Helping Hulu

NEW YORK, the seven-month-old Web hub for television shows and movies from NBC Universal and News Corp., is reaching outside for marketing help.

Hulu is said to have contacted ad agencies in search of a shop that can produce something traditional: TV spots that will drive traffic to the site, which last month generated an estimated 2.5 million unique visits, according to Nielsen Online. That was up from 2.2 million in March and 909,000 in February. Hulu also distributes programs through MySpace, AOL and other partners, in addition to letting users post clips on blogs and social networks. The site boasts it streamed 63 million clips or shows in March.

Agencies have been asked to submit their creative reels and basic credentials and, based on submissions, the client will draw up a list of shops to visit, a source said. The process is said to be in the early stages and Hulu rep Christina Lee said the company does not have a timetable for the selection.

“We’re looking at our options,” Lee said. “It’s early in the process. Hulu hasn’t done any marketing to date, but we’re open to getting input from experts out there.”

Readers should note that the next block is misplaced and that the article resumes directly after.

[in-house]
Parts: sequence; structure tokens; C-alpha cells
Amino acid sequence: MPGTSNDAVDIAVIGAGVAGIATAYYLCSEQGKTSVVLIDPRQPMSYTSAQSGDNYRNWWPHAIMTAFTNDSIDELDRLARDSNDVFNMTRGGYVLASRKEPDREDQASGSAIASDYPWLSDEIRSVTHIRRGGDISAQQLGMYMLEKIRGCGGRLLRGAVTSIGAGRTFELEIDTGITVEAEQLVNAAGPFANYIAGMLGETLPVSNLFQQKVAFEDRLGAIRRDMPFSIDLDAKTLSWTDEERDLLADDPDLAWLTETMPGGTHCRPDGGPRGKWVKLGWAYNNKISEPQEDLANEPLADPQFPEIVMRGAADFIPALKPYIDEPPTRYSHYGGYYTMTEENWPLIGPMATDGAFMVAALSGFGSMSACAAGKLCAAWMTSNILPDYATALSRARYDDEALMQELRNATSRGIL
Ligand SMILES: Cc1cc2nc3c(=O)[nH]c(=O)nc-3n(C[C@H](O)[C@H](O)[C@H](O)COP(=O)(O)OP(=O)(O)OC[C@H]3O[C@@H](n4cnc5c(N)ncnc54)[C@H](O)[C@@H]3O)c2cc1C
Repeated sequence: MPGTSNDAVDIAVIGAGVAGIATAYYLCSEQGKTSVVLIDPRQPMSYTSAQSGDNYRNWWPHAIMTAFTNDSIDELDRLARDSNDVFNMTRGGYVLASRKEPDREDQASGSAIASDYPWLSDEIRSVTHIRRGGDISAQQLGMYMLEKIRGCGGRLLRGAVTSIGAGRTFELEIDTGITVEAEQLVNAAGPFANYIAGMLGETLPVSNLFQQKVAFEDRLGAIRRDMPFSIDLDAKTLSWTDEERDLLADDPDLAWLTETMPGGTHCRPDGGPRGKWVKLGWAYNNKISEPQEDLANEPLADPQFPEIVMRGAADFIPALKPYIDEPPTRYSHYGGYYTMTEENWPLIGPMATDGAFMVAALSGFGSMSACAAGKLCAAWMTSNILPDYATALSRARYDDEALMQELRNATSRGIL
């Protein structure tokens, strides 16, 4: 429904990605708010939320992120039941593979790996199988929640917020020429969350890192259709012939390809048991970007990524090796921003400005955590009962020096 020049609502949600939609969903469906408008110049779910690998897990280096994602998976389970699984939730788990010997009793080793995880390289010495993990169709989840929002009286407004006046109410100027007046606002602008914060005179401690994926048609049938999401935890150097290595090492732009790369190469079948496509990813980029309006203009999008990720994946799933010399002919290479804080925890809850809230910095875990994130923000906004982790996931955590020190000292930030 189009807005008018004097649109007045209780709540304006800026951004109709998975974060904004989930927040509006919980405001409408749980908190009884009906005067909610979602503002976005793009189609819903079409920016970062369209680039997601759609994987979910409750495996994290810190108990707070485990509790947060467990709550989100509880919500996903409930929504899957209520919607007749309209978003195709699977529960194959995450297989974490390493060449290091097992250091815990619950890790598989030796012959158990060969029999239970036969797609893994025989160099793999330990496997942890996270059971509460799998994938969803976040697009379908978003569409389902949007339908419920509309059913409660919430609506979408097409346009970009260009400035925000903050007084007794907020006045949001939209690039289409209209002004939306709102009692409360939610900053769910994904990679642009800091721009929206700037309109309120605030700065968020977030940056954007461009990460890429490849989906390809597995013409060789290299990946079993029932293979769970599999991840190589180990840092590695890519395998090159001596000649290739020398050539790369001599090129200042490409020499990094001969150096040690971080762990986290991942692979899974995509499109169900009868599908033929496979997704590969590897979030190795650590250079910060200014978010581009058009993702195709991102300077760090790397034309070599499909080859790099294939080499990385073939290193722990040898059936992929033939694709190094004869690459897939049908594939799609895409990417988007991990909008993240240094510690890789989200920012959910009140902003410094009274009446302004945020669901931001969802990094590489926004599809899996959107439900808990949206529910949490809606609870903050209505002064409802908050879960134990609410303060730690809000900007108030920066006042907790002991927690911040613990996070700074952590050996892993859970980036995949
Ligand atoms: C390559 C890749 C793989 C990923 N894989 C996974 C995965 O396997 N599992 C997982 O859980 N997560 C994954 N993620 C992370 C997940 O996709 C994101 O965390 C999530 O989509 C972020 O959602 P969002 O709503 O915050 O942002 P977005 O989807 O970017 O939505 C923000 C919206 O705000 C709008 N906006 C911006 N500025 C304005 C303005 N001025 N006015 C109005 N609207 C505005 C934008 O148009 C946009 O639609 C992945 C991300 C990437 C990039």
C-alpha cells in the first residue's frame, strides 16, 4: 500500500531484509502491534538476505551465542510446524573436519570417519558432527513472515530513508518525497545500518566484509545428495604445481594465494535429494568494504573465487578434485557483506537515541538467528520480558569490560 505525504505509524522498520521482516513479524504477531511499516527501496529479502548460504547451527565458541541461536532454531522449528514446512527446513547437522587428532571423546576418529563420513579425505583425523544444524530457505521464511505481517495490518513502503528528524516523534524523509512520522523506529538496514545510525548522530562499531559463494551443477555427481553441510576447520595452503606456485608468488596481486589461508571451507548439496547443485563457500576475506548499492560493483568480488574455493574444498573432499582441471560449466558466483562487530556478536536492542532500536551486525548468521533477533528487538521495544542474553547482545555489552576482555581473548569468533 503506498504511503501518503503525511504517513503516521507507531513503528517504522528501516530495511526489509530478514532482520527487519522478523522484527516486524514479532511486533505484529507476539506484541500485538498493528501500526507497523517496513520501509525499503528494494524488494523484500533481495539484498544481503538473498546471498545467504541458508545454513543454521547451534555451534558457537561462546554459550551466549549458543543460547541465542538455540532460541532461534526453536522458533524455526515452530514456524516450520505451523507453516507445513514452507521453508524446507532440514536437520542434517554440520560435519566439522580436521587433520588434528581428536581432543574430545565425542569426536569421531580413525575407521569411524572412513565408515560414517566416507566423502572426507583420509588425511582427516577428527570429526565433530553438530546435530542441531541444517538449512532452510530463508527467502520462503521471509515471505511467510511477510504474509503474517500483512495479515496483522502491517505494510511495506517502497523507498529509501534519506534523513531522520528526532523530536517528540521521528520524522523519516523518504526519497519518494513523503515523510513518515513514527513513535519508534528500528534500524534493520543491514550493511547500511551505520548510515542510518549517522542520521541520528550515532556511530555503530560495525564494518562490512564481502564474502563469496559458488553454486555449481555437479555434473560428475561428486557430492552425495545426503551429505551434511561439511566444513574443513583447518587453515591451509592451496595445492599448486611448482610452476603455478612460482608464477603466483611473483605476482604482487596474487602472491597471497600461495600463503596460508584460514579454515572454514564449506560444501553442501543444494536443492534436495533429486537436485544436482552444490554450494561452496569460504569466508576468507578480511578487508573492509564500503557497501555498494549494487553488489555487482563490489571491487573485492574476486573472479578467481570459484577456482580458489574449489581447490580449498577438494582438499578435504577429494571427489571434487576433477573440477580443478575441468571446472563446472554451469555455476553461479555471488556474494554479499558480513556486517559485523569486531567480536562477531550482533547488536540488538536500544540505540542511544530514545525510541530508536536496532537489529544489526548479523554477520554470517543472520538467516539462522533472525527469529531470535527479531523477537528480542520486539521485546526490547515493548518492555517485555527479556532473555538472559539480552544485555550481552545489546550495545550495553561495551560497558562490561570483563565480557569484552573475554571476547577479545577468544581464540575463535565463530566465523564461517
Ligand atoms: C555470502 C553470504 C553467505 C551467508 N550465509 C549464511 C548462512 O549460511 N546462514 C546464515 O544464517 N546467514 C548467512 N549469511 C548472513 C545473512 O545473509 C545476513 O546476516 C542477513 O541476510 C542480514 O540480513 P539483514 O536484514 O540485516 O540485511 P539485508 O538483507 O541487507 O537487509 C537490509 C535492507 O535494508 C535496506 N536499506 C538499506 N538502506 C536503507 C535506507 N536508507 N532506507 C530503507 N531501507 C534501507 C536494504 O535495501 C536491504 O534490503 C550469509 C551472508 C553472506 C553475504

Because Hulu is a joint venture of NBC and News Corp., sources expect the eventual ads to run primarily on their respective networks. That’s typical for a media brand, particularly one with broad-shouldered parents like Hulu. The site carries over 250 TV shows, including The Simpsons and The Office, plus 100 full-length movies.

The joint venture began in March 2007 and launched in October. Originally perceived as a rival to YouTube, the free site has turned out to be more of a library of NBC and News Corp. video content, available at full length or as clips. Viewers are able to share clips or show episodes through e-mail or embed them on other sites.